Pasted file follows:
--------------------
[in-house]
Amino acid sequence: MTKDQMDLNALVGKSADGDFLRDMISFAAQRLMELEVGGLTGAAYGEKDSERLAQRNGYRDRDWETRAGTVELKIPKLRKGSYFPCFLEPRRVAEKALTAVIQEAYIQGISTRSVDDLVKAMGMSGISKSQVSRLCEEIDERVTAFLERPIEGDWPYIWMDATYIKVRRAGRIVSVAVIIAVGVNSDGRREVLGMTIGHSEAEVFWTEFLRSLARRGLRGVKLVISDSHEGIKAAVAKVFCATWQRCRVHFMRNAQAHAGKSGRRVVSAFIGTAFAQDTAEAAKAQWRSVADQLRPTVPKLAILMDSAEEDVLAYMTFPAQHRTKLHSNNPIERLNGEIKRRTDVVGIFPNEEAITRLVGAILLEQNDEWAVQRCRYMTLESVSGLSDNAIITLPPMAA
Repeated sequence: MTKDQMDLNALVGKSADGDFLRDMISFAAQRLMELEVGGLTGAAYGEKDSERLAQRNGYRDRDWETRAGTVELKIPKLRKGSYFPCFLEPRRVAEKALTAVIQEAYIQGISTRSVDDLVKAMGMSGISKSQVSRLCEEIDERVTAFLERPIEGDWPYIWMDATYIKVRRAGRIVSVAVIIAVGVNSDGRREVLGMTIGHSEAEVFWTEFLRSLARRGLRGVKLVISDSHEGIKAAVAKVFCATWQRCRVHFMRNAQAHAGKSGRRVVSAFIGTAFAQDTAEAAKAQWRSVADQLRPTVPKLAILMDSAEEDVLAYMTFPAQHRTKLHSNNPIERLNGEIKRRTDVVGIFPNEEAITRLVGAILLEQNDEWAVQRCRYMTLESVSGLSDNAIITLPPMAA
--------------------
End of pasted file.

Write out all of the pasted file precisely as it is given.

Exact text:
[in-house]
Amino acid sequence: MTKDQMDLNALVGKSADGDFLRDMISFAAQRLMELEVGGLTGAAYGEKDSERLAQRNGYRDRDWETRAGTVELKIPKLRKGSYFPCFLEPRRVAEKALTAVIQEAYIQGISTRSVDDLVKAMGMSGISKSQVSRLCEEIDERVTAFLERPIEGDWPYIWMDATYIKVRRAGRIVSVAVIIAVGVNSDGRREVLGMTIGHSEAEVFWTEFLRSLARRGLRGVKLVISDSHEGIKAAVAKVFCATWQRCRVHFMRNAQAHAGKSGRRVVSAFIGTAFAQDTAEAAKAQWRSVADQLRPTVPKLAILMDSAEEDVLAYMTFPAQHRTKLHSNNPIERLNGEIKRRTDVVGIFPNEEAITRLVGAILLEQNDEWAVQRCRYMTLESVSGLSDNAIITLPPMAA
Repeated sequence: MTKDQMDLNALVGKSADGDFLRDMISFAAQRLMELEVGGLTGAAYGEKDSERLAQRNGYRDRDWETRAGTVELKIPKLRKGSYFPCFLEPRRVAEKALTAVIQEAYIQGISTRSVDDLVKAMGMSGISKSQVSRLCEEIDERVTAFLERPIEGDWPYIWMDATYIKVRRAGRIVSVAVIIAVGVNSDGRREVLGMTIGHSEAEVFWTEFLRSLARRGLRGVKLVISDSHEGIKAAVAKVFCATWQRCRVHFMRNAQAHAGKSGRRVVSAFIGTAFAQDTAEAAKAQWRSVADQLRPTVPKLAILMDSAEEDVLAYMTFPAQHRTKLHSNNPIERLNGEIKRRTDVVGIFPNEEAITRLVGAILLEQNDEWAVQRCRYMTLESVSGLSDNAIITLPPMAA